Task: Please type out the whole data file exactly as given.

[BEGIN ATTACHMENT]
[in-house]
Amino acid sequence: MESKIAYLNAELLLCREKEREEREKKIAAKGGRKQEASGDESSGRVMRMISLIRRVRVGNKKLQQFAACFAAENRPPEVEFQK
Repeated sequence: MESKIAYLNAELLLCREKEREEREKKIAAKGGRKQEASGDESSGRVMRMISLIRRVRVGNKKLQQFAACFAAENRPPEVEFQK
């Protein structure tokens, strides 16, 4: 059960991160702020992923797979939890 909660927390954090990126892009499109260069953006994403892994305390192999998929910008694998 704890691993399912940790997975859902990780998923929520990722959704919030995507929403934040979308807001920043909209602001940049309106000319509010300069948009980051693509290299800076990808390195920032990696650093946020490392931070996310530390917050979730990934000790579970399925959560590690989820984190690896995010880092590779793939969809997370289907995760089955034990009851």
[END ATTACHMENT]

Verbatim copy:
[in-house]
Amino acid sequence: MESKIAYLNAELLLCREKEREEREKKIAAKGGRKQEASGDESSGRVMRMISLIRRVRVGNKKLQQFAACFAAENRPPEVEFQK
Repeated sequence: MESKIAYLNAELLLCREKEREEREKKIAAKGGRKQEASGDESSGRVMRMISLIRRVRVGNKKLQQFAACFAAENRPPEVEFQK
């Protein structure tokens, strides 16, 4: 059960991160702020992923797979939890 909660927390954090990126892009499109260069953006994403892994305390192999998929910008694998 704890691993399912940790997975859902990780998923929520990722959704919030995507929403934040979308807001920043909209602001940049309106000319509010300069948009980051693509290299800076990808390195920032990696650093946020490392931070996310530390917050979730990934000790579970399925959560590690989820984190690896995010880092590779793939969809997370289907995760089955034990009851």